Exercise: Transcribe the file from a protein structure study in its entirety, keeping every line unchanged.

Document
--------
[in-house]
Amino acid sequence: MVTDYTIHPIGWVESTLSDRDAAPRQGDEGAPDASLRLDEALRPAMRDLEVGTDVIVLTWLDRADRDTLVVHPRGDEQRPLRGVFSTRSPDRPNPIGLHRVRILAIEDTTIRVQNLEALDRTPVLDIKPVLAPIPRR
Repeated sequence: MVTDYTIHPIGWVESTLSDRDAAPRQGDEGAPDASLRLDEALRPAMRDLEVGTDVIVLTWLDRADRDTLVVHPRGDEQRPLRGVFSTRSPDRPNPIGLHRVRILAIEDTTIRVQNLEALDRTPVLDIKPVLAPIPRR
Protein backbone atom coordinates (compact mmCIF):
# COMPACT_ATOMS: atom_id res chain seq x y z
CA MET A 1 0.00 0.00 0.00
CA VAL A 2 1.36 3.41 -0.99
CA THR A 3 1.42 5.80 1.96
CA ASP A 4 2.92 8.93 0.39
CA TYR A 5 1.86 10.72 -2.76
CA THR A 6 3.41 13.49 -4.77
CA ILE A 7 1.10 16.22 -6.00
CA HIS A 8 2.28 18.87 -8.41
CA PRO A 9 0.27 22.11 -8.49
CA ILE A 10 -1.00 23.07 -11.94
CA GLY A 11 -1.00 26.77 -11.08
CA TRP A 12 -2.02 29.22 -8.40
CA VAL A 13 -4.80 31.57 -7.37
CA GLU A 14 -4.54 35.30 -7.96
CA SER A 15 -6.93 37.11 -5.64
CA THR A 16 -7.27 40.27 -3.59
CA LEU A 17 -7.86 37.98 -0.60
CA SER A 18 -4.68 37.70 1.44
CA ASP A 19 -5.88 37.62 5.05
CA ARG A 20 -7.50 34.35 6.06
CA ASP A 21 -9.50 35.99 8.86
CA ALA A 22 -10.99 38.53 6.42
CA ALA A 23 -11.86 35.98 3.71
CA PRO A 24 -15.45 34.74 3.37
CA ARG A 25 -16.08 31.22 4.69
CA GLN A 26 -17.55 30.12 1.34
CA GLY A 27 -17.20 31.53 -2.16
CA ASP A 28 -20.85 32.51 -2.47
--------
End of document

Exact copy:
[in-house]
Amino acid sequence: MVTDYTIHPIGWVESTLSDRDAAPRQGDEGAPDASLRLDEALRPAMRDLEVGTDVIVLTWLDRADRDTLVVHPRGDEQRPLRGVFSTRSPDRPNPIGLHRVRILAIEDTTIRVQNLEALDRTPVLDIKPVLAPIPRR
Repeated sequence: MVTDYTIHPIGWVESTLSDRDAAPRQGDEGAPDASLRLDEALRPAMRDLEVGTDVIVLTWLDRADRDTLVVHPRGDEQRPLRGVFSTRSPDRPNPIGLHRVRILAIEDTTIRVQNLEALDRTPVLDIKPVLAPIPRR
Protein backbone atom coordinates (compact mmCIF):
# COMPACT_ATOMS: atom_id res chain seq x y z
CA MET A 1 0.00 0.00 0.00
CA VAL A 2 1.36 3.41 -0.99
CA THR A 3 1.42 5.80 1.96
CA ASP A 4 2.92 8.93 0.39
CA TYR A 5 1.86 10.72 -2.76
CA THR A 6 3.41 13.49 -4.77
CA ILE A 7 1.10 16.22 -6.00
CA HIS A 8 2.28 18.87 -8.41
CA PRO A 9 0.27 22.11 -8.49
CA ILE A 10 -1.00 23.07 -11.94
CA GLY A 11 -1.00 26.77 -11.08
CA TRP A 12 -2.02 29.22 -8.40
CA VAL A 13 -4.80 31.57 -7.37
CA GLU A 14 -4.54 35.30 -7.96
CA SER A 15 -6.93 37.11 -5.64
CA THR A 16 -7.27 40.27 -3.59
CA LEU A 17 -7.86 37.98 -0.60
CA SER A 18 -4.68 37.70 1.44
CA ASP A 19 -5.88 37.62 5.05
CA ARG A 20 -7.50 34.35 6.06
CA ASP A 21 -9.50 35.99 8.86
CA ALA A 22 -10.99 38.53 6.42
CA ALA A 23 -11.86 35.98 3.71
CA PRO A 24 -15.45 34.74 3.37
CA ARG A 25 -16.08 31.22 4.69
CA GLN A 26 -17.55 30.12 1.34
CA GLY A 27 -17.20 31.53 -2.16
CA ASP A 28 -20.85 32.51 -2.47